The new Financial Fraud Act of Kentucky actually benefits professional guardians and their attorneys by making it easier for them to exploit the elderly. Once again, The Beast dances away.
Most recently, in the state of Arizona, Representative David Smith (R) stopped dancing around the Beast and decided to tackle the Beast directly with HR 2424 which, in its original form, stated that attorneys would be limited to taking only $10,000.00 in fees to defend a challenged guardianship. Guardianship associations, however, quickly opposed the bill, and instead introduced their own bill that gives more power and authority to professional guardians. HR 2424 was soon almost dead in the water and instead incorporated into a pro-guardian bill that, of course,eliminated the $10,000.00 cap of attorneys’ fees.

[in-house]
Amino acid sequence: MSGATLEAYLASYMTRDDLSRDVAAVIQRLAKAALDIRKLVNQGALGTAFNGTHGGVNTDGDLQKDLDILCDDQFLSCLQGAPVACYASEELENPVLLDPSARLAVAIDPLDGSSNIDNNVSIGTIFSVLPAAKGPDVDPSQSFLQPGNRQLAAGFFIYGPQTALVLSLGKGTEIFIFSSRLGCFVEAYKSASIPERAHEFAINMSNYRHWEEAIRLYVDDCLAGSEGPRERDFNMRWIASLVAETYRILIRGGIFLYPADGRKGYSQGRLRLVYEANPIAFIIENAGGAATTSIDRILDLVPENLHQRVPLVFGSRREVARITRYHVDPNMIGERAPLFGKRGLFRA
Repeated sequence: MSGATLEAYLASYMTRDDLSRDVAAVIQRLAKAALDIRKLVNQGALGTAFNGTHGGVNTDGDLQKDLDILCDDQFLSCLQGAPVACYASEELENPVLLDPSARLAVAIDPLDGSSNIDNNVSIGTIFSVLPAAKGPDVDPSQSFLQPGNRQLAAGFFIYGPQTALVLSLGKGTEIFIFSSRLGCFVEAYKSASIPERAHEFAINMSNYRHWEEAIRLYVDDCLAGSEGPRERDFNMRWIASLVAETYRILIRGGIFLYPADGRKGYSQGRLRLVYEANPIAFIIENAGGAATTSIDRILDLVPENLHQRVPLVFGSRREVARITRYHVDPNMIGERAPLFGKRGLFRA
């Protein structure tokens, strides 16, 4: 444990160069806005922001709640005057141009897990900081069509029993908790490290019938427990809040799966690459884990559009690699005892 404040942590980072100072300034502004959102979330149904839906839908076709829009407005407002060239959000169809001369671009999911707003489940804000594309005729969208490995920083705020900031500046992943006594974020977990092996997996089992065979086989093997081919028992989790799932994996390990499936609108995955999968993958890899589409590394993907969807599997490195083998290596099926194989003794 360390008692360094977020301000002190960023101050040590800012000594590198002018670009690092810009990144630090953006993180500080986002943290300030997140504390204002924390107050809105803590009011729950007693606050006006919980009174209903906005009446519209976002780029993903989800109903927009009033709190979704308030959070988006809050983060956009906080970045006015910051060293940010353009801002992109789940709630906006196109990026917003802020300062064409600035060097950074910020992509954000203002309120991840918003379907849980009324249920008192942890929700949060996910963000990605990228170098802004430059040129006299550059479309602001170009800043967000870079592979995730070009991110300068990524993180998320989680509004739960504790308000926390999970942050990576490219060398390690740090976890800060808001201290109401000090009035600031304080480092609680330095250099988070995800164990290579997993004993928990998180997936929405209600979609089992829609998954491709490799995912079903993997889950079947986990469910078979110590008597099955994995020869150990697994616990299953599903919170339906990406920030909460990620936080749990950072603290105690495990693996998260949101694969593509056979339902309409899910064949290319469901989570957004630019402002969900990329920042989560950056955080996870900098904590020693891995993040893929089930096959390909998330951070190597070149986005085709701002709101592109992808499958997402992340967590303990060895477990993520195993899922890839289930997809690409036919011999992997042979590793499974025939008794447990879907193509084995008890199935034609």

The Beast—at this point—is so experienced at circumventing guardianship legislative reform that you’ll soon see him on Dancing with the Stars.
California Reform of Financial Exploitation of the Elderly and Nursing Home Abuse (CANHR)
Which led me to stumble upon the California Reform of Financial Exploitation of the Elderly and Nursing Home Abuse non-profit organization in California. “Now here is something exciting!” I thought! “An organization that is actually addressing attorneys financially exploiting the elderly!” I couldn’t wait to speak with the director, Pat McGinnis, who claimed in a brief phone conversation with me, that she’s been “fighting the fight” for 27 years. Even though nothing much has been accomplished, according to McGinnis, at least she’s been out there writing grants and her staff attorneys address the California legislature on a regular basis. It was Don Quixote with a law degree and I wanted to speak with him.
Prescott Cole, Staff Attorney, California Reform of Financial Exploitation of the Elderly and Nursing Home Abuse (CANHR)